Phidias and the chryselephantine art. In his letters to
Canova, the most eloquent testimony of the incipient
change of taste, with him as with Haydon, the conviction
prevails, and is repeatedly expressed, of having received
an entirely new revelation. He compares the statues to
the most famous antiques, and always in favour of the
former. But to him of greater importance still is the
composition as a whole, a unique group of original works
of the highest rank, revealing unity in rich variety. In
some respects he absolutely agrees with Haydon. For he
says : ** The bodies show a thorough knowledge of the
anatomy of the bones such as is nowhere else exhibited.
Firm lightness and genuine strength are thus attained at
the same time. These bodies can move, they seem to be
moving." Moreover, the partly firm, partly soft flesh,
the muscles, now strained, now relaxed, the elastic skin
everywhere adapting itself to them, and that play of

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countless delicate movements of the surface which,
though inexpressible in words, appeals inmiediately to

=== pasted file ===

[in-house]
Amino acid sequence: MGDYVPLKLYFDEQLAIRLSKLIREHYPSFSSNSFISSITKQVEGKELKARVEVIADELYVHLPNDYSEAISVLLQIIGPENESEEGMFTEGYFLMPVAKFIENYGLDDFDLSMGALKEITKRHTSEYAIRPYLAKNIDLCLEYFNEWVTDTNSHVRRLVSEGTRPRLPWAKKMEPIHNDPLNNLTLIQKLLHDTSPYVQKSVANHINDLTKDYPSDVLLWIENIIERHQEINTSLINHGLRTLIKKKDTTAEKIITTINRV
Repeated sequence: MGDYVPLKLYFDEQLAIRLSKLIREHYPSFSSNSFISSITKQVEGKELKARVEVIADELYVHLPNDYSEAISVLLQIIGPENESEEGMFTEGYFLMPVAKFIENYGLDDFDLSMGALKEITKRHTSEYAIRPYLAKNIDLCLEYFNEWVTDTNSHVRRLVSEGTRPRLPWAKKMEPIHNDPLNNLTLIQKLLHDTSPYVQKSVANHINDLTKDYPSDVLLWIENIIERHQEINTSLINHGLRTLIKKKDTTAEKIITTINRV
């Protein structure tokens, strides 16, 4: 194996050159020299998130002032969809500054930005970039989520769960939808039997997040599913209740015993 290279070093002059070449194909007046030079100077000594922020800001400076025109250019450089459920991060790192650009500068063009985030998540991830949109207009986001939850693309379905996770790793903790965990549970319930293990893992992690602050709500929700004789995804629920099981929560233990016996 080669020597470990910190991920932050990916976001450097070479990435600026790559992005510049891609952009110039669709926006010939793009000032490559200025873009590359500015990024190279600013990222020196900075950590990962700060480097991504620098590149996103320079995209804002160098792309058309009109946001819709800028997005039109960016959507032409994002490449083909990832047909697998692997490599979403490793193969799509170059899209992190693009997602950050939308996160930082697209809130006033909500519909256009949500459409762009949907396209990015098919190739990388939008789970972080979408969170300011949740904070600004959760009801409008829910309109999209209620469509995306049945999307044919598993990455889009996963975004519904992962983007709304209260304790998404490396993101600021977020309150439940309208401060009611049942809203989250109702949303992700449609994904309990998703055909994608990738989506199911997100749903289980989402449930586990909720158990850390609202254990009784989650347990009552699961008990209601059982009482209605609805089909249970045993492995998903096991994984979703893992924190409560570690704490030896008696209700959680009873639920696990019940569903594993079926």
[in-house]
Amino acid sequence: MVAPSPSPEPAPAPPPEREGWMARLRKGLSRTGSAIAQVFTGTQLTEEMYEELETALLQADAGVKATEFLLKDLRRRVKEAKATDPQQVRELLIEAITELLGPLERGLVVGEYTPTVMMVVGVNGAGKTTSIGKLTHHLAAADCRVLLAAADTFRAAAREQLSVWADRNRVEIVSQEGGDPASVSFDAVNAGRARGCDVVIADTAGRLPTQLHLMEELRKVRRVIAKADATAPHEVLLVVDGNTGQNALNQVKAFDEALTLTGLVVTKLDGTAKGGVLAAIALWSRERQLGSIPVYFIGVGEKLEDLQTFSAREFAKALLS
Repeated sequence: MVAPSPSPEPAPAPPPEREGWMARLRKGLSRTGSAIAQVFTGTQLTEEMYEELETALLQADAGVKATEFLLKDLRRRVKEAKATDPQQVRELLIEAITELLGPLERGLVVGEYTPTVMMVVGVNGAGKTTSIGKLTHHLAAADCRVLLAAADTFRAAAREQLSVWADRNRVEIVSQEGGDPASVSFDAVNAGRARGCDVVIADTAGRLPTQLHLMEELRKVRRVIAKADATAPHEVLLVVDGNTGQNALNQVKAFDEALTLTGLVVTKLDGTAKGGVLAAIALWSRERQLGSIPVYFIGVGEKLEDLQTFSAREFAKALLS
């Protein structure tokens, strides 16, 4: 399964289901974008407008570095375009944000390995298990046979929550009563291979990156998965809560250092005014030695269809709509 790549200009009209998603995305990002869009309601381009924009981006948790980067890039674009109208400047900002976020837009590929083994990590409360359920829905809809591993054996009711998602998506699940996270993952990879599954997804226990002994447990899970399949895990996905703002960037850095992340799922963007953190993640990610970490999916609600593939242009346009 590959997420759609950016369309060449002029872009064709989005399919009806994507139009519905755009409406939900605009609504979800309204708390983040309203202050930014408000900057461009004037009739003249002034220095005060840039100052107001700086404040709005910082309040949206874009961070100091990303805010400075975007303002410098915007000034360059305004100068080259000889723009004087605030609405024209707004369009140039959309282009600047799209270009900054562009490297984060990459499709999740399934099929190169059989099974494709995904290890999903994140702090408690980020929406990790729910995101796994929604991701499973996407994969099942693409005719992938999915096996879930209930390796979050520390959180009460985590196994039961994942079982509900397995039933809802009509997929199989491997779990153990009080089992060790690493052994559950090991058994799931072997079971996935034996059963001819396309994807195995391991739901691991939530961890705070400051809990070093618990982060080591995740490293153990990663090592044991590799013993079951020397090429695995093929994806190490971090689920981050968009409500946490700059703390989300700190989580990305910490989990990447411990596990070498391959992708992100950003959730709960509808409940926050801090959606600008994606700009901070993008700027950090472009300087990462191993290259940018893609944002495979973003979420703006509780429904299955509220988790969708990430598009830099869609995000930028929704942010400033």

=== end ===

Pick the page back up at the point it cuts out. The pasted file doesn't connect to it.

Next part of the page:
the senses, true to every detail and filled with life. " Never
have I seen an3iJiing of its kind so much alive as the
horse's head. It ceases to be sculpture ; the moulii
neighs, the marble lives, one thinks one sees it move-
And the river-god, he looks as if he would rise, he is rising,
and we are surprised that he is still lying there.**

To Quatrem^re the drapery appears equally admirable.
Nothing of that supposed stifeiess or austere severity,
but here again an inexhaustible wealth of imagination
and spontaneous life. The folds cling lightly and deli-
cately to the bodies, or blown by the wind float behind in
mighty curves, or again they envelop the body in huge
folds, forming an endless variety of single rich motives,
**The charm of these draped figmres is as that of the
Graces. It is the despair of those who continually ask for
its cause.** **£ bella perchi i beUa ** is the simple reason,
and the expert will never know more than the lajmian.

Thus the great art critic was influenced by these
originals. The sculptor Dannecker was only able to
judge of them by casts sent by HaydcMi, and wrote as
follows : " For me, it is the highest and greatest I have
ever beheld in art. They are as if modelled on nature,
and yet I have never had the good fortune to see such

The Sage of Weimar had to content himself with draw-
ings, but these influenced him so strongly that he ex-
pressed a desire to go to England instead of Italy (for
" there alone were imited law and gospel **). And he
conceived a plan for a society of German sculptors, who
were to make the British Museum their regular place for